MANTON, Mich. – Things aren't always perfect in the Vogler household. There are fights and squabbling, all the usual sibling rivalry. But Mandy and Justin Vogler take joy in raising six children, including two adoptees from Ethiopia.

For Mandy, keeping the household running while home schooling is a challenge she thrives on. She uses a buddy system, with the older children helping the younger ones, to keep things running smoothly.

Her are Mandy's top five parenting tips in celebration of Mother's Day.

“Make your children a priority and everything else an inconvenience,” she stated. “And not the other way around.”


Let your children know they are loved beyond limits. Don't be timid in telling your children how much you love them. Even when they need discipline or more responsibility, they need to feel loved and appreciated. Hug and kiss them everyday. Take time to show them you love them. Listen when they talk. Go for walks with them. Grow a garden together. Plant a flower bed. Watch an anthill. Pick a bouquet for the kitchen table.


Make rules and follow-up on them with a consequence if broken. If you make a child a promise, plan to do everything in your power to keep your word. Children are more obedient and secure when they know that your word is something they can count on.


Follow-up on misbehavior with consequences. The bottom line is that breaking the rules has a cost. When a child speaks disrespectfully to a parent or adult, negative consequences need to be enforced. Don't ignore bad behavior. Ignoring bad behavior is no different than rewarding it, in my opinion. Someday, when your child is speeding down the road going 70 mph in a 55 zone, I doubt the police officer is going to ignore them. Let's teach our children life lessons while the life lessons require small penalties.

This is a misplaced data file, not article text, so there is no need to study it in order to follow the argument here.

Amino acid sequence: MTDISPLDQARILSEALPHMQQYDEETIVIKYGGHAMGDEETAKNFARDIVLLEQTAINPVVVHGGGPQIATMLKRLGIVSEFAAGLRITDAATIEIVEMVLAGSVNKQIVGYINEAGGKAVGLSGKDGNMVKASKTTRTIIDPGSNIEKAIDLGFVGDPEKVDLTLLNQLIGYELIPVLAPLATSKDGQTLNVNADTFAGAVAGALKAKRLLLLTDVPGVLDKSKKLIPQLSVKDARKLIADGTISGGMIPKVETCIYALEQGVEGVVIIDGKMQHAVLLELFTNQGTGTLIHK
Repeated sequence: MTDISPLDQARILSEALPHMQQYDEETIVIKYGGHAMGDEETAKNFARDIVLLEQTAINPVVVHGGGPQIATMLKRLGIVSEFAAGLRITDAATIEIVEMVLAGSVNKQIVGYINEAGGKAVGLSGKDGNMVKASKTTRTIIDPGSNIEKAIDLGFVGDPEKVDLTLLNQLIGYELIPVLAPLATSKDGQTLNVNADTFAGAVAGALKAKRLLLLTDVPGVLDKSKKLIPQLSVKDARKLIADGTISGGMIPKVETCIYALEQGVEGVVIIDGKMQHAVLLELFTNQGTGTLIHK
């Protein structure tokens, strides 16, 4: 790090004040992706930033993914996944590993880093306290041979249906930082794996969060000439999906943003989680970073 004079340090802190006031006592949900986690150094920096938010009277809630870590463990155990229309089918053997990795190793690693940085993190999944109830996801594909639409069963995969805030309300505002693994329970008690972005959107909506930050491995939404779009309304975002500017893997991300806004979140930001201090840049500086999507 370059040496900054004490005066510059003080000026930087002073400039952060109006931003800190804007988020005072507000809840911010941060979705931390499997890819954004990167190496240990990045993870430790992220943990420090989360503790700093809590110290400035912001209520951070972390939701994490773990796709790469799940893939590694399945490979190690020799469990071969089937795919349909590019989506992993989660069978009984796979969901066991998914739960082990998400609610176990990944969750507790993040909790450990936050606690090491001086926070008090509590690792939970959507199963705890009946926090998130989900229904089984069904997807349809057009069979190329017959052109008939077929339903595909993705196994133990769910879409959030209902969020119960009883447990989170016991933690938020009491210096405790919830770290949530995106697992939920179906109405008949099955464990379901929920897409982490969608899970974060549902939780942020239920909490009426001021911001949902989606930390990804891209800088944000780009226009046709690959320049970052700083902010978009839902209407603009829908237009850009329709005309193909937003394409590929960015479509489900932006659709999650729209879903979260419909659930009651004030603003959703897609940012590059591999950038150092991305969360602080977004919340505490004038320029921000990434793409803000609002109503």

Give your child responsibility. In order for children to learn how to be responsible and productive adults they must learn as children. Give them age-appropriate chores to do, even the young ones. We expected our children to pick up their toys as soon as they were old enough to get them out. By age 3 they made their beds, although not perfectly. Parents will need to demonstrate and help with chores numerous times before they can be expected to handle it alone, and expect a refresher course now and then. It might mean more work for mom and dad at first but the payoff comes down the road.


Children benefit from your example. Not telling lies, stealing and hurting others is learned best through your example. Careful spending and saving can be taught through conversation and example.

From the Cadillac News, Cadillac, Mich.

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